JJMoon Diary
Barry and Margaret Wilmshurst
Sun 9 Oct 2011 02:54

We flew to Penang for a long weekend.


Penang is a big city and the old colonial part, George Town, is very attractive. We stayed at a modest hotel but breakfasted in style one morning at the Eastern and Oriental, the E & O, the next stop on the Grand Tour after Raffles in Singapore. The hotel is housed in a magnificent pile on the waterfront. They do a very good breakfast there. We went to church in the recently refurbished Anglican building set in spacious grounds. The preacher was from Korea, at one time the CEO of what is now the largest steel company in the world. I was keen to know how an indisputably top man of commerce would adapt to different surroundings.  Disappointingly. He was quite good for 20 minutes but then he said it all again, and a third time briefly with greater emphasis.  Still, a beautiful building and an interesting experience.  Also interesting was the great Buddhist temple of Kek Lok Si – a 30m bronze statue of Kuan Yin, the last Buddha’s mother, and the Pagoda of Ten Thousand Buddhas.  The proportion of the whole complex given over to religious knick-knack shops is too high.  We took the funicular railway (founded 1921) up Penang hill where we drank afternoon tea and viewed the city laid out below us.  The climb was steep but the modern Swiss rolling stock is reassuringly well engineered.  The botanical gardens were laid out in the late nineteenth century to provide specimens for Kew.  An attractive setting but, rather like Turkey, Malaysia is a rapidly developing country that has insufficient funds as yet to display its treasures to advantage.  The War Museum is housed in a British fort of the 1930s that by an accident of history remained undisturbed for several decades.  It is in much the same state as when the Japanese left in 1945. There were few artefacts remaining but the military engineers demonstrated much ingenuity in using all the natural features of the hill.  Of course the guns faced out over the Malacca strait and the Japanese soon overran the fort from round the back.  And then we enjoyed the cuisine.  On the last night we went to Chin’s, on the end of the pier alongside the decaying marina.  The decor was original and the Chinese food quite the best we have ever tasted. At the end of the meal Sam Chin came over to ask whether everything had been alright (as they do, these days; oh, as they do!) and recognizing British accents stayed for half an hour discussing the riots in London, the state of the country generally and the challenges of setting up a new restaurant.  Young Mr Chin was born and brought up in London where his father Dave ran a highly regarded restaurant. After obtaining a degree in architecture he learned the family trade in well known British companies before responding to the call to establish a new restaurant in Penang.  He and his father selected two chefs from the leading school of cooking in China and dishes from several provinces. These were areas where the climate is frequently cold and wet and the locals appreciate plenty of salt and fat – anathema to the taste buds of tropically based Malaysians.  The chefs spent three months amending and refining the dishes until they were entirely to the satisfaction of the boss.  All before the restaurant opened.  The Chin family business is serious about food.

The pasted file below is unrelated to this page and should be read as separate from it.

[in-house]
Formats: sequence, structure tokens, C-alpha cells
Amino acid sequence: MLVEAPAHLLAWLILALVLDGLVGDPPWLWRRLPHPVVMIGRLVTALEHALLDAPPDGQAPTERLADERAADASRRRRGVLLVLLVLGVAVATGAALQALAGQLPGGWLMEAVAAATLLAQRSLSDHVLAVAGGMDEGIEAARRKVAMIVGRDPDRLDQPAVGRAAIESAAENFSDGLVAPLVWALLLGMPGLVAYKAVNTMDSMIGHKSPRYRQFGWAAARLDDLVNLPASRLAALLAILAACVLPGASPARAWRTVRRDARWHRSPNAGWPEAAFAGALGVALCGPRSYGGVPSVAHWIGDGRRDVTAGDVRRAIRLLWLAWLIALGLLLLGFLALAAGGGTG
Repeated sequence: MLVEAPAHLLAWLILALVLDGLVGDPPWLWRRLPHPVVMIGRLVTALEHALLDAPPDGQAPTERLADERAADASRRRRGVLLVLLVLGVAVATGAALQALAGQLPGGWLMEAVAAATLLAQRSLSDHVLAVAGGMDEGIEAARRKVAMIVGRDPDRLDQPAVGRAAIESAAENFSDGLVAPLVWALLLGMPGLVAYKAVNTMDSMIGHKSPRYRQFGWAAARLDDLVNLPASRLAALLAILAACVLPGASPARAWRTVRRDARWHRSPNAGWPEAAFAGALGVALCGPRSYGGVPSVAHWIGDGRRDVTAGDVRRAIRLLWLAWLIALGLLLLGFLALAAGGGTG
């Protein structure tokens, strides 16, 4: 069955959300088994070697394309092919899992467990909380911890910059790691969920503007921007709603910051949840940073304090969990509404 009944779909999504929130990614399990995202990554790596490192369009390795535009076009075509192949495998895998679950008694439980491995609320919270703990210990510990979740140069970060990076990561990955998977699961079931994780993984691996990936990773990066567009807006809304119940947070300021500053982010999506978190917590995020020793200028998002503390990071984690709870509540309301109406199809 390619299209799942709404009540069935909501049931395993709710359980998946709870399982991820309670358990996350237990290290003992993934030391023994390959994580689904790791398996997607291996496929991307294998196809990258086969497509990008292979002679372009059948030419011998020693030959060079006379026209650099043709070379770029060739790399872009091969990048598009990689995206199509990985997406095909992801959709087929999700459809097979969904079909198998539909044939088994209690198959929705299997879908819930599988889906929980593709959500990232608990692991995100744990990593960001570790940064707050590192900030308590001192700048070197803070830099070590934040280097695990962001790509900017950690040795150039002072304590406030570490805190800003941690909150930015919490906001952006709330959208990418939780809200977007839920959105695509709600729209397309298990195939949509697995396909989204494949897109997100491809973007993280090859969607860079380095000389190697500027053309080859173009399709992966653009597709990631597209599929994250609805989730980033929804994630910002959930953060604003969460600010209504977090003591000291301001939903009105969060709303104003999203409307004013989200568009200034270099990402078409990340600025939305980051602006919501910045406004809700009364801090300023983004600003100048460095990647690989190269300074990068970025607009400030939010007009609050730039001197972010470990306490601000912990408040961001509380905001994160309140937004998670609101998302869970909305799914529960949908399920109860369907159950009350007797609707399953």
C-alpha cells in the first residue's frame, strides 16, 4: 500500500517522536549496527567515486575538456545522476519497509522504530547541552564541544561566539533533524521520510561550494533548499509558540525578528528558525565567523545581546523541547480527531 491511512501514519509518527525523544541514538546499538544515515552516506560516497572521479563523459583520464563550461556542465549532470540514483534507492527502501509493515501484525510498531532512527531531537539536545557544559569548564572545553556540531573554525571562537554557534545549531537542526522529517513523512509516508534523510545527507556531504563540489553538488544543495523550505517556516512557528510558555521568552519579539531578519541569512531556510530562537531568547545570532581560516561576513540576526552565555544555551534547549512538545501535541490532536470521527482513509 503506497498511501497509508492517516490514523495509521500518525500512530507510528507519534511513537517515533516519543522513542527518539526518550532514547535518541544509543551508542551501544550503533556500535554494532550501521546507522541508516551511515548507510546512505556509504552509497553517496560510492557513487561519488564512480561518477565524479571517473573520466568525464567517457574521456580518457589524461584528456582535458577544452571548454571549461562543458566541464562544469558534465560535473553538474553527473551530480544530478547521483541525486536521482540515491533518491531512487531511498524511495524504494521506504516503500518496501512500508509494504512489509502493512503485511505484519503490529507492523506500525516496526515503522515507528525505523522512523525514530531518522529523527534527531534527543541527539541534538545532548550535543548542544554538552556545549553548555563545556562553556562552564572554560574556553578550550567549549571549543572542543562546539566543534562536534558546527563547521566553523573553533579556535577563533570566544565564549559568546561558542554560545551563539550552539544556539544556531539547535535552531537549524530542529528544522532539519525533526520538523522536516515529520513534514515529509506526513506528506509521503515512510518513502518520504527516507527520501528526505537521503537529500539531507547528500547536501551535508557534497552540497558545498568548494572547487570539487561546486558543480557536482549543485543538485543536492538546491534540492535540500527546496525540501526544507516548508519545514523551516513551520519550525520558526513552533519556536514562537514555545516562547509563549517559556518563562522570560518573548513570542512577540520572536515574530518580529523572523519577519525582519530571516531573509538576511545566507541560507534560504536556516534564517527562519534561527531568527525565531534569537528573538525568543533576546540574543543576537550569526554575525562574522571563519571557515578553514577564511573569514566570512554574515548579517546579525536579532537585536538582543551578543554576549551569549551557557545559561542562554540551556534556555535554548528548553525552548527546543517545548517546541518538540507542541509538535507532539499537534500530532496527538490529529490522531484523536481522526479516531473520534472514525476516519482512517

There were four of us on the trip; an excellent weekend.


St George's Anglican ChurchMonkey in cannon ball treeKuan Yin, the last Buddha’s mother
St George's Anglican Church; At the botanical gardens - a monkey on a cannon ball in a cannon ball tree; The last Buddha’s mother
Cruising is not all beer and skittles.  After Baccus left thisw marina in February to join the Vasco de Gama rally from Cochin to Turkey she was lost SE of Sri Lanka.  Providentially the crew of three were saved.  Malcolm Robertson was not so lucky when he was attacked by poor fishermen from Myanmar looking to steal his outboard motor.  He tried to defend his wife and property but he was killed and his body thrown overboard.  The perpetrators were soon caught and are now in prison.  This is a memorial tree planted at the end of our pontoon.
Memorial treePaque
The trimaran below was called Colt Cars in 1983 when Rob James, Dame Naomi James’s husband, fell overboard on Salcombe bar and was drowned.  Rob was 36 and had already achieved much in sailing.  Had he lived he would probably now be as famous as Sir Chay Blyth and Sir Robin Knox Johnson.
ex Colt Cars
JJ Moon on the left; ex Colt Cars on the far right 
Young monitor lizard
Baby monitor lizard (approx 1½ metres long)
This baby monitor lizard lives nearby.  He is not yet old enough to have developed any fear of yachties, even paparazzi with invasive cameras.  Another lizard, perhaps his mother because she was pregnant, caused quite a stir recently when she got stuck trying to get out of a vertical drainpipe.  An anxious crowd soon gathered round her offering practical help involving brooms,  pressure hoses and other devices useful to humans, all to no avail.  After some hours the rescue had to be called off at the onset of another terrific squall.  The tale has a happy ending: down came the rain and washed that lizard out!